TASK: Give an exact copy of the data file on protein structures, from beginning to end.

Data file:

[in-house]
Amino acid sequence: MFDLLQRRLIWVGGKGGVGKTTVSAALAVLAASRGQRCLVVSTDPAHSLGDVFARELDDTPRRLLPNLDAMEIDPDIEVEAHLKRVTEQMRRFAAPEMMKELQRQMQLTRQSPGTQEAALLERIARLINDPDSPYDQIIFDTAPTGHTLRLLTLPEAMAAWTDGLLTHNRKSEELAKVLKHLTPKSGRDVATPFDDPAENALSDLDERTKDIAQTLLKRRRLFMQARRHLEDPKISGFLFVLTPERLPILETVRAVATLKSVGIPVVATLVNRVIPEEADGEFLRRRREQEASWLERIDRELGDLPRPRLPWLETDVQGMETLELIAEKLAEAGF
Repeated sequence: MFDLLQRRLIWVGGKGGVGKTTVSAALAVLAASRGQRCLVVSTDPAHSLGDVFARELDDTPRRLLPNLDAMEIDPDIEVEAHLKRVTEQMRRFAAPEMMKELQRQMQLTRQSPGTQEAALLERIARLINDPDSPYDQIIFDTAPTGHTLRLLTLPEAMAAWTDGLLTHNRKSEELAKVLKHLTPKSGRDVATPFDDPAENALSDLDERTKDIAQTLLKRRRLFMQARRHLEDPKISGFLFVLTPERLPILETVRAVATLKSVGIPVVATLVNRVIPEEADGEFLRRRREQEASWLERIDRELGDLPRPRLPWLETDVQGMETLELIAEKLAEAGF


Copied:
[in-house]
Amino acid sequence: MFDLLQRRLIWVGGKGGVGKTTVSAALAVLAASRGQRCLVVSTDPAHSLGDVFARELDDTPRRLLPNLDAMEIDPDIEVEAHLKRVTEQMRRFAAPEMMKELQRQMQLTRQSPGTQEAALLERIARLINDPDSPYDQIIFDTAPTGHTLRLLTLPEAMAAWTDGLLTHNRKSEELAKVLKHLTPKSGRDVATPFDDPAENALSDLDERTKDIAQTLLKRRRLFMQARRHLEDPKISGFLFVLTPERLPILETVRAVATLKSVGIPVVATLVNRVIPEEADGEFLRRRREQEASWLERIDRELGDLPRPRLPWLETDVQGMETLELIAEKLAEAGF
Repeated sequence: MFDLLQRRLIWVGGKGGVGKTTVSAALAVLAASRGQRCLVVSTDPAHSLGDVFARELDDTPRRLLPNLDAMEIDPDIEVEAHLKRVTEQMRRFAAPEMMKELQRQMQLTRQSPGTQEAALLERIARLINDPDSPYDQIIFDTAPTGHTLRLLTLPEAMAAWTDGLLTHNRKSEELAKVLKHLTPKSGRDVATPFDDPAENALSDLDERTKDIAQTLLKRRRLFMQARRHLEDPKISGFLFVLTPERLPILETVRAVATLKSVGIPVVATLVNRVIPEEADGEFLRRRREQEASWLERIDRELGDLPRPRLPWLETDVQGMETLELIAEKLAEAGF